Panel Discusses ‘The Journey to Equity’ for Women in the Workplace
Thursday, Feb 6 2020 at 11:45 am - 12:45 pm EST
165 Whitney Ave.
New Haven, CT 06511
As part of the 50WomenatYale150 celebrations, SOM will be hosting “The Journey to Equity.” It aims to be a robust community discussion around progress to date on the gender equity topic, while also engaging in “real” talk around why progress hasn’t been quicker in advancing women, particularly women of color. Joining the panel are two faculty members who will share labor statistics and research on gender inequity, and a few alumnae to contribute their perspectives and experiences post SOM.
Barbara Biasi, Assistant Professor of Economics at SOM
Michael Kraus, Assistant Professor of Organizational Behavior at SOM
Rasanah Goss '11, Manager- Corporate Functions, North America Diversity Recruiting Accenture
Judith Scimone '00, Senior Vice President, Chief Talent Officer, MetLife
Natania Gazek '17, Diversity, Equity, and Inclusion Consultant
This event is open to the Yale community. Registration is required.
Celebrating Yale Women 2019-2020
By Karen Guzman
Women have come a long way in terms of educational and professional achievement, but there is still a lot of work to be done if they are to reach true equity, speakers said at a recent panel discussion at the Yale School of Management.
The panel discussion, dubbed “The Journey to Equity,” convened Yale SOM faculty members and alumni in a talk focusing on why the pace of progress in gender equity has been so slow, especially for women of color. Yale SOM hosted the event on February 6 as part of the year-long commemoration of the 50th anniversary of coeducation at Yale College and the 150th anniversary of the arrival of the first women graduate students women at Yale, and in honor of Black History Month.
Panelists included Barbara Biasi, assistant professor of economics; Michael Kraus, assistant professor of organizational behavior; Rasanah Goss ’11, manager - corporate functions, North American diversity recruiting at Accenture; Judith Scimone ’00, senior vice president and chief talent officer at MetLife; and Natania Malin Gazek ’17, a diversity, equity, and inclusion consultant.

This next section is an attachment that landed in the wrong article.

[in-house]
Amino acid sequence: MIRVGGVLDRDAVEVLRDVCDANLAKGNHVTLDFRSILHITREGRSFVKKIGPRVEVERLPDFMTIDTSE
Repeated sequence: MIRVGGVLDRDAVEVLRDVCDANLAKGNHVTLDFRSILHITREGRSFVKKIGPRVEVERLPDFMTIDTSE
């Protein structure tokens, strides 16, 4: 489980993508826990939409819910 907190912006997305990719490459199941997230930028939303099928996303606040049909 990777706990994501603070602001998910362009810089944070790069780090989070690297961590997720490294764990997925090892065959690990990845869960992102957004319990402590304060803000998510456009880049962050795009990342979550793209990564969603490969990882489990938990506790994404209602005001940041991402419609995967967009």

Kristen Beyers, Yale SOM’s Assistant Dean for the Office of Inclusion and Diversity, moderated the panel.
The two faculty members shared their research on gender and equity. Biasi cited statistics showing that there have been huge gains for women, both in education and in the labor market, in the last 70 years. Today, women are graduating from college at rates 20 to 30% higher than men, Biasi said.
There has also been improvement in the wage gap between men and women. In 1980, women earned roughly 60% for every dollar a man earned. Today, the figure has climbed to 80%, Biasi said. But the gap is still too big, and research shows that “what seems to matter is the fact that women, for a host of reasons, tend to take lower paying jobs, and take more time off [due to childcare],” Biasi said.
Solutions to complex issues like this lie in systemic changes to the way employers value and reward workers, Biasi said. Other panelists echoed this idea, saying that continuing progress can best be achieved through systemic change, rather than piecemeal workplace policies.
Biasi, for instance, proposed that workplace cultures that better support parental leave and the career trajectories of parents who take time away from the office could help address the wage gap.
But before real change can be implemented, Kraus said, it is important to reexamine existing, faulty narratives about equity. Research shows that the path to equity is strewn with many more obstacles than most people understand. “It’s much slower and much more stagnant,” Kraus said. “And wages lag, especially for women of color.”
Organizations need inclusive approaches to effectively address inequity, approaches that take into account the overlapping categories of diversity, Gazek added. These include issues of race as well as gender. “We need equitable systems and structures that allow all people to thrive,” Gazek said.
When explaining the benefits of these inclusive strategies to organizations, it’s helpful to emphasize the benefits for all employees, Goss added. “It shouldn’t feel like a zero-sum game or a power struggle,” she explained. “The research has shown, for instance, that when women thrive, everyone thrives.”
Scimone reiterated the necessity of examining structures and the ways in which existing biases creep into assessments, especially when recruiting and promoting workers. “We need to design ways to assess talent that are not biased,” she said. “Systems are the antidote. We need equitable systems, not just good intentions.”
The panelists encouraged students to play a role in fostering equity in their future organizations by supporting systemic changes that address inequity, by questioning their own unconscious biases, and by acting as allies to individuals in groups that have traditionally been marginalized.
The next event in the 50WomenatYale150 series is Fempire 2020: Running to Win, a conference that will convene female leaders of business and politics for a day of candid, educational, and inspirational conversation on March 27.